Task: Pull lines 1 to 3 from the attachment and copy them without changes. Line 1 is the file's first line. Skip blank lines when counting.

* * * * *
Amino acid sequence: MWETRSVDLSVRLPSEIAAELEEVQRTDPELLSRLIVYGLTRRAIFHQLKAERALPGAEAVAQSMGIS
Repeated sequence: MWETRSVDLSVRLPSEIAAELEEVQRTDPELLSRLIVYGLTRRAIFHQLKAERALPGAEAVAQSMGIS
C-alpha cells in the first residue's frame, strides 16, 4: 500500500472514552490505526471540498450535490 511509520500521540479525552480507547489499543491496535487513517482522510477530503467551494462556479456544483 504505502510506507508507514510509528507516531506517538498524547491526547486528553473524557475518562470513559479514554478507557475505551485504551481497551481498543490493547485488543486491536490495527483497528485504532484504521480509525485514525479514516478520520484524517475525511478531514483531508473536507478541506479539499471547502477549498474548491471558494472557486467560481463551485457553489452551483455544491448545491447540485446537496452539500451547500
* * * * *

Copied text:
Amino acid sequence: MWETRSVDLSVRLPSEIAAELEEVQRTDPELLSRLIVYGLTRRAIFHQLKAERALPGAEAVAQSMGIS
Repeated sequence: MWETRSVDLSVRLPSEIAAELEEVQRTDPELLSRLIVYGLTRRAIFHQLKAERALPGAEAVAQSMGIS
C-alpha cells in the first residue's frame, strides 16, 4: 500500500472514552490505526471540498450535490 511509520500521540479525552480507547489499543491496535487513517482522510477530503467551494462556479456544483 504505502510506507508507514510509528507516531506517538498524547491526547486528553473524557475518562470513559479514554478507557475505551485504551481497551481498543490493547485488543486491536490495527483497528485504532484504521480509525485514525479514516478520520484524517475525511478531514483531508473536507478541506479539499471547502477549498474548491471558494472557486467560481463551485457553489452551483455544491448545491447540485446537496452539500451547500